Monday, August 29, 2011

Dissmissing Némirovsky - the influence of the author's personal life

When my mother says she wants to boycott a specific musician for his politics, I find myself getting annoyed. "Separate the man and his art," I say, justifying my admiration for the man's talent. But place a book by Irène Némirovsky in front of me and chances are I'll say "No thanks". Why? Because the author made a pivotal choice in life that has since been endlessly touted... and I just don't feel like it.

I just don't want to read it
A few weeks ago, Sarah at Bookworm Blues raised the fascinating discussion prompt of how much an author's personal opinions influence our desire to read (or not read) his/her books. And while I wondered at what my own policy is, I realized how utterly inconsistent it is.

I'm using Némirovsky as my example for a reason - as a wildly popular and well-respected author, it would make sense for me to have read her novels. But one small blip on Némirovsky's biography makes me take a step back and say, "Wait, if I can choose... why should I choose her?"

There are two ways to look at it and it turns out I'm a hypocrite. On the one hand, I listen to musicians and composers with dubious backgrounds. On the other hand, I avoid authors who may have made specific choices that don't quite fit in with my personal beliefs. Némirovsky only vaguely attracted me as a reader the first time I've heard of her and the more I learned about her history, the less inclined to read her novels I became.

Ultimately, I think the difference between music and literature is in the presentation. When a pianist has a controversial opinion, it doesn't really come across in his interpretation of Beethoven's sonatas. Meanwhile, authors can (and do) present their own lives and opinions easily in literature. So much of an authors personal experience ends up embedded in the story, imbued in the personalities of the characters. I've encountered very few books that included none of the author in their characterizations, enough to realize that when I greatly disagree or sincerely dislike the author, I am far more likely to dislike the book as well.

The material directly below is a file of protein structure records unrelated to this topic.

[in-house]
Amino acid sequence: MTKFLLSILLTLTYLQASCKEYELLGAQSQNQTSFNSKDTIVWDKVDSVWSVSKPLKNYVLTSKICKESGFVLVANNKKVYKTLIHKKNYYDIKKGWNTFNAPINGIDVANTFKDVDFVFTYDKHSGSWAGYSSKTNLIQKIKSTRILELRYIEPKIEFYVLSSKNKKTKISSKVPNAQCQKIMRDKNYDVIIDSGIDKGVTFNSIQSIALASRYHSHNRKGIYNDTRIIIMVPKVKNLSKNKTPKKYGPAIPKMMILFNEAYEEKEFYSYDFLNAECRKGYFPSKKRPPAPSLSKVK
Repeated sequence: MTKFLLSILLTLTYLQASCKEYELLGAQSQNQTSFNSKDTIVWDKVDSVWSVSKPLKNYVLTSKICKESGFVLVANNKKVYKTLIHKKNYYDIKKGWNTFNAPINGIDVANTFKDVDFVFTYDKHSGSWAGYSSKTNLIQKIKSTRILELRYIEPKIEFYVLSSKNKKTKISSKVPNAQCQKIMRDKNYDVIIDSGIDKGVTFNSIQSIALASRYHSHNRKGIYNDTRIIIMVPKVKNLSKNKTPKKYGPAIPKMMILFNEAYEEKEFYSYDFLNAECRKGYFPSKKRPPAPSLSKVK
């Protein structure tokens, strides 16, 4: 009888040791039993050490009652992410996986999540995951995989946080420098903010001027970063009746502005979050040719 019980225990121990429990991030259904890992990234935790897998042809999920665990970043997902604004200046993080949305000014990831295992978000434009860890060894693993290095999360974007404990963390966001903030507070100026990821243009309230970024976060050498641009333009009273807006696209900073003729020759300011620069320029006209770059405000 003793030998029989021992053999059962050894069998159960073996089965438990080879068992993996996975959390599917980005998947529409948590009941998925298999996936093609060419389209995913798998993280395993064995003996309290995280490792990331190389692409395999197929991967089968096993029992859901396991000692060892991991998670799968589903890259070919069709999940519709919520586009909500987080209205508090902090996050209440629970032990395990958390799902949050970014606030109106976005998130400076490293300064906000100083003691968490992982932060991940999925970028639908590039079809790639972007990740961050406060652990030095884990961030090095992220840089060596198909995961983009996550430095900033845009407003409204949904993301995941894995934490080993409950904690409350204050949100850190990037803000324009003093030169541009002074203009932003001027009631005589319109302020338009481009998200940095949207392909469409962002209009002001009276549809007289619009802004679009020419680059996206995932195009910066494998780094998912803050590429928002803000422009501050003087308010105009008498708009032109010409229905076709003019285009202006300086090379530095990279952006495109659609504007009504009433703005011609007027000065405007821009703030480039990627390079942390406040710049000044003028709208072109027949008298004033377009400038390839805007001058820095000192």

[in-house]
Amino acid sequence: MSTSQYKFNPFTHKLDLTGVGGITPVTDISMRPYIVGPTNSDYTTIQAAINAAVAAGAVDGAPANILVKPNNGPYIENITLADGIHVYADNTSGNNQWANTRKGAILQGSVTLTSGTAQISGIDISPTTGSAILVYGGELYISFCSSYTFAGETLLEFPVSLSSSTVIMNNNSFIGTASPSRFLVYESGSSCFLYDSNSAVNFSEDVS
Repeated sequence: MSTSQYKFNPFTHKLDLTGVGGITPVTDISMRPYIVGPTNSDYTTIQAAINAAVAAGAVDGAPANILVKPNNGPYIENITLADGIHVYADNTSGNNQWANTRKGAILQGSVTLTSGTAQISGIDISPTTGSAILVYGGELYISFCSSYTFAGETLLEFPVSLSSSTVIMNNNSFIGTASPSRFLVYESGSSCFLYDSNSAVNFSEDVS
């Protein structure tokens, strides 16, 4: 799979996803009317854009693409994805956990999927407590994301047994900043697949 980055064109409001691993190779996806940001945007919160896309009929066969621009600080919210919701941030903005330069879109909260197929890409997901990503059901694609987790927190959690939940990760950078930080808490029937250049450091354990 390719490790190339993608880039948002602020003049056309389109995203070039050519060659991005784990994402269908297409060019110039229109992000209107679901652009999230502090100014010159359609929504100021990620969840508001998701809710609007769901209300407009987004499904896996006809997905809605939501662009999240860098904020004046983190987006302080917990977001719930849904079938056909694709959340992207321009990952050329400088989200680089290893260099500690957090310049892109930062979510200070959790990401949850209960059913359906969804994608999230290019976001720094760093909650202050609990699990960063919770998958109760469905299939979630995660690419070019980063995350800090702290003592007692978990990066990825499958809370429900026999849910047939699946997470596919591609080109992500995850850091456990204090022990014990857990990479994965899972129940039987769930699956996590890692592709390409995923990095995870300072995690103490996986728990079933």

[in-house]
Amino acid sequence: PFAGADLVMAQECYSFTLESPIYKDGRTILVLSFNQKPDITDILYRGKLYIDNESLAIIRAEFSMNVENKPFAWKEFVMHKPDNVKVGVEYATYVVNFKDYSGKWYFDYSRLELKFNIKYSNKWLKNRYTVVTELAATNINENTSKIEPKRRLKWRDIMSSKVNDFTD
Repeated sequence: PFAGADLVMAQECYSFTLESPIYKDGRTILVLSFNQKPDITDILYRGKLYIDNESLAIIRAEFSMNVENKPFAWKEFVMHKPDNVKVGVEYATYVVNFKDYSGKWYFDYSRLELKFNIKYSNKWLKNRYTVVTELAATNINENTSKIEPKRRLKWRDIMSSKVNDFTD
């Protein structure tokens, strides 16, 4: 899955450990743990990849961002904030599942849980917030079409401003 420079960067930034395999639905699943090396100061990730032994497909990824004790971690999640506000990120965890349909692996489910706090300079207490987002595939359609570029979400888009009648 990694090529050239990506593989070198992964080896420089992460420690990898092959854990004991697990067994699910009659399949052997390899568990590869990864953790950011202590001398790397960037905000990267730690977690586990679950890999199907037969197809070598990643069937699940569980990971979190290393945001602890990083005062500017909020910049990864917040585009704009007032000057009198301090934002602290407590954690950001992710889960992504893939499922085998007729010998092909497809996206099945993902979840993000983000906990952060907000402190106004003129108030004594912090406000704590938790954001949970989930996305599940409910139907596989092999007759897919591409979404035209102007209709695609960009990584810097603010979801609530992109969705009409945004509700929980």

The problem is that it's not at all clear-cut. There are authors who say dumb things who I still love (Philip Pullman, I'm looking at you!) while there are authors who I don't feel like bothering with because of footnotes in their histories. And then there are authors who have said completely controversial and idiotic statements (V.S. Naipaul!) who I still might consider reading. Why? Why not! It's my choice. At the end of the day, I don't have to justify it for anyone.

So in answer, readers can be influenced by whatever they want. Sometimes it's the fact that an author sounds lame, sometimes it's the fact that an author writes in a funky style that doesn't sit well with the reader, and sometimes it's because the author has expressed certain personal opinions that turn them off for the reader. In the end, we can't read everything. If this is another weird and inconsistent way for us to sort through all those books out there, so be it. And if I'm missing out on a brilliant writer in Némirovsky... well, I think I'm okay with that. For now, at least.

2 comments:

  1. I think what happens with me is that if I have been exposed to, and like, the art prior to finding out bad things about the artist (and I include books and authors in these categories), I am much more inclined to overlook it than if I know about the artist being a bad person (or whatever) and THEN move affirmatively forward to check out the art. ....which is actually quite aleatory in the final analysis, but as you say, so be it! :--)

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  2. am artists personal life does effect me. for example, I will never go to see another Woody Allen movie. I think he is scum, and will not support him with my money.

    to a degree, it get easier once they are dead.

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